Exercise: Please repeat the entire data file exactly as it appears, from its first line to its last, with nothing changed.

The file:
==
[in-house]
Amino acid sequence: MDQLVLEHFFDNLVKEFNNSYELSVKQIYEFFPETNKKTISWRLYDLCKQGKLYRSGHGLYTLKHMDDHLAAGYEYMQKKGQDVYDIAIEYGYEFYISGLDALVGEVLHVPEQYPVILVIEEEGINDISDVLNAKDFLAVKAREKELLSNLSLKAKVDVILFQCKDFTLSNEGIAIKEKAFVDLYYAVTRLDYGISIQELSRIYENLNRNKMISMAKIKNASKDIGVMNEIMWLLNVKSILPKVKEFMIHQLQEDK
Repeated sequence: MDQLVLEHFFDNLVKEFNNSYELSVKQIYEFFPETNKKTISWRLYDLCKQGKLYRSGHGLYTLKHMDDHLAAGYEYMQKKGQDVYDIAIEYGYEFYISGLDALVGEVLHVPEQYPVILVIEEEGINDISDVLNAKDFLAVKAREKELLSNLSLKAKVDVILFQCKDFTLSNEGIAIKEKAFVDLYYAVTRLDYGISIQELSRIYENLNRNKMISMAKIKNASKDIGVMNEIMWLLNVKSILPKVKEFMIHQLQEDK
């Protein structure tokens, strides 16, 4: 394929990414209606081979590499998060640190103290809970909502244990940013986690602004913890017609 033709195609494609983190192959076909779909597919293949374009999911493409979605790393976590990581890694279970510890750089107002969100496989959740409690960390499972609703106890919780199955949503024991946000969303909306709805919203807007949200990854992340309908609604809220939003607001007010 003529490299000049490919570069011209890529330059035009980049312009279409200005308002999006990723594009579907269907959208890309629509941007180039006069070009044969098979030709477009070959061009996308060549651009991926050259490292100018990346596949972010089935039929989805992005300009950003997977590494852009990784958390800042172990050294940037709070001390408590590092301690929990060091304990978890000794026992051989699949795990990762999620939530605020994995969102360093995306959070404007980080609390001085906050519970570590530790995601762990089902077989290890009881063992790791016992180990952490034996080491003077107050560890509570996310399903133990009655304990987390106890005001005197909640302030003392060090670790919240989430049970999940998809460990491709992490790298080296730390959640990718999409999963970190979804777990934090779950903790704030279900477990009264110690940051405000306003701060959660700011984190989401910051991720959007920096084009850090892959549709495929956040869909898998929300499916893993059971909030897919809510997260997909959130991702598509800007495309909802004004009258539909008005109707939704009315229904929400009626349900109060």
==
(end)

[in-house]
Amino acid sequence: MDQLVLEHFFDNLVKEFNNSYELSVKQIYEFFPETNKKTISWRLYDLCKQGKLYRSGHGLYTLKHMDDHLAAGYEYMQKKGQDVYDIAIEYGYEFYISGLDALVGEVLHVPEQYPVILVIEEEGINDISDVLNAKDFLAVKAREKELLSNLSLKAKVDVILFQCKDFTLSNEGIAIKEKAFVDLYYAVTRLDYGISIQELSRIYENLNRNKMISMAKIKNASKDIGVMNEIMWLLNVKSILPKVKEFMIHQLQEDK
Repeated sequence: MDQLVLEHFFDNLVKEFNNSYELSVKQIYEFFPETNKKTISWRLYDLCKQGKLYRSGHGLYTLKHMDDHLAAGYEYMQKKGQDVYDIAIEYGYEFYISGLDALVGEVLHVPEQYPVILVIEEEGINDISDVLNAKDFLAVKAREKELLSNLSLKAKVDVILFQCKDFTLSNEGIAIKEKAFVDLYYAVTRLDYGISIQELSRIYENLNRNKMISMAKIKNASKDIGVMNEIMWLLNVKSILPKVKEFMIHQLQEDK
């Protein structure tokens, strides 16, 4: 394929990414209606081979590499998060640190103290809970909502244990940013986690602004913890017609 033709195609494609983190192959076909779909597919293949374009999911493409979605790393976590990581890694279970510890750089107002969100496989959740409690960390499972609703106890919780199955949503024991946000969303909306709805919203807007949200990854992340309908609604809220939003607001007010 003529490299000049490919570069011209890529330059035009980049312009279409200005308002999006990723594009579907269907959208890309629509941007180039006069070009044969098979030709477009070959061009996308060549651009991926050259490292100018990346596949972010089935039929989805992005300009950003997977590494852009990784958390800042172990050294940037709070001390408590590092301690929990060091304990978890000794026992051989699949795990990762999620939530605020994995969102360093995306959070404007980080609390001085906050519970570590530790995601762990089902077989290890009881063992790791016992180990952490034996080491003077107050560890509570996310399903133990009655304990987390106890005001005197909640302030003392060090670790919240989430049970999940998809460990491709992490790298080296730390959640990718999409999963970190979804777990934090779950903790704030279900477990009264110690940051405000306003701060959660700011984190989401910051991720959007920096084009850090892959549709495929956040869909898998929300499916893993059971909030897919809510997260997909959130991702598509800007495309909802004004009258539909008005109707939704009315229904929400009626349900109060």